Lindsay struck her forehead with the palm of her hand. “Oh my gosh, I’m such an idiot.” She wondered if she should ask him to wait thirty minutes until her roommate could get there with a spare set. No, that would only hold him up longer.
The man must have noticed her panicked expression because he took a step back. “Look,” he said, relaxing his shoulders, “my day is shot to hell anyway. I’ll call a locksmith and wait with you.”
“A locksmith? Won’t that be expensive?” Lindsay didn’t have any cash on hand, and her bank account was already begging for mercy. “Do you have a hanger I can borrow instead?”
“I don’t think I have any wire hangers, no.”
Lindsay heaved a sigh. “I can put it on my American Express card, I guess. Go ahead and call him.”
“Okay. You can wait inside,” the man said, gesturing toward the steps.
“Inside … your house?”
“Yes. Judging by the sunburn on your arms, you could use some shade. You don’t have to come in if that makes you uncomfortable. We can sit on the porch instead.”
The man was handsome and obviously well–off, but way out of her league. Oddly, she felt like she could trust him, and could stand a break from the heat. “Okay.”
Lindsay followed him up one side of the double–stairway entry. “Your home is gorgeous.”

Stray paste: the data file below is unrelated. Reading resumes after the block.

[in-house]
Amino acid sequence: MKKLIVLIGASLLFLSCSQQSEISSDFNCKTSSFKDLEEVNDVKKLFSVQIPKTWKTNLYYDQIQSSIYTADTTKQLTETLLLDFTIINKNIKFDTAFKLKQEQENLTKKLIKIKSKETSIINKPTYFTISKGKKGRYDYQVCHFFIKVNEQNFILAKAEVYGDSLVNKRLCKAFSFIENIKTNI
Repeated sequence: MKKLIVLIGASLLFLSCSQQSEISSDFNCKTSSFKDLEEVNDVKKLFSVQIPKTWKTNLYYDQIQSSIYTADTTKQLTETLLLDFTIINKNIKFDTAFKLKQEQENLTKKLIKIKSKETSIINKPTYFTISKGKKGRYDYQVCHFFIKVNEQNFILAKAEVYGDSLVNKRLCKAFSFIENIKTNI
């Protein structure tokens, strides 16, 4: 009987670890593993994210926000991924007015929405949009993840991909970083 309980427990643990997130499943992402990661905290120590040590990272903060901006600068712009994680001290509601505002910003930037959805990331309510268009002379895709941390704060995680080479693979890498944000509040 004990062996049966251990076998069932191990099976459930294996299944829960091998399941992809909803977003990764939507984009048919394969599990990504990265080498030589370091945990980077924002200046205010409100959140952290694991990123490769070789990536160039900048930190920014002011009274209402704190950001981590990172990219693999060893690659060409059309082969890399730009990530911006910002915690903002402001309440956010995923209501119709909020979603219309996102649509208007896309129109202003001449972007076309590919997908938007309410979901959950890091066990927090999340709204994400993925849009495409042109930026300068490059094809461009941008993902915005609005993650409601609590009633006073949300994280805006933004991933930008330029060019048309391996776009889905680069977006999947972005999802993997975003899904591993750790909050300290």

“Thank you. Please sit down,” he said, pointing to the white swing mounted at one end of the sprawling porch. “Make yourself comfortable. I’m going to make the call to the locksmith. I’ll be back in a few minutes.”
Lindsay watched him intently as he walked toward the front door. She wondered what he did for a living. He couldn’t be much over thirty. How could he afford such an expensive, beachfront home?
What would she say if he asked what
did? How embarrassing would it be to tell him she worked at the Clinique counter in the mall?
He stepped back onto the porch, no longer wearing his black suit jacket. A pressed, white button–up set off his naturally tan complexion. He handed a bottled water to Lindsay.
“Thank you,” she said, noticing for the first time that he wasn’t wearing a wedding band.
“It seems I’ve lost my manners. Allow me to introduce myself. Charles Mundy,” he said, extending his hand. His brown eyes were wide and friendly. “I go by Charlie.”
“Lindsay Martin.” Her yellow sundress inadvertently hiked up when she reached out for his hand.
Charlie’s eyes immediately darted to her sun–kissed legs. “Nice to meet you.”
Lindsay tugged at her dress, pulling it toward her knees.
Charlie sat in a rocking chair across from her. “I apologize for my behavior earlier. I was a little on edge about missing that appointment, but I canceled it when I was inside.”
“Oh, I take the blame, fully. Something told me I shouldn’t park there, but I desperately needed a day at the beach, and I was tired of driving around looking for a parking place. Plus, my car has no AC.”
“I understand. People love Sullivan’s Island because it’s a quiet beach. There are only a few places to parallel park, so it’s always like this in the summer.”
Lindsay closed her eyes, rocking back and forth, pretending not to notice the way his eyes lingered on her legs.
“Do you mind if I ask your age?” Charlie said.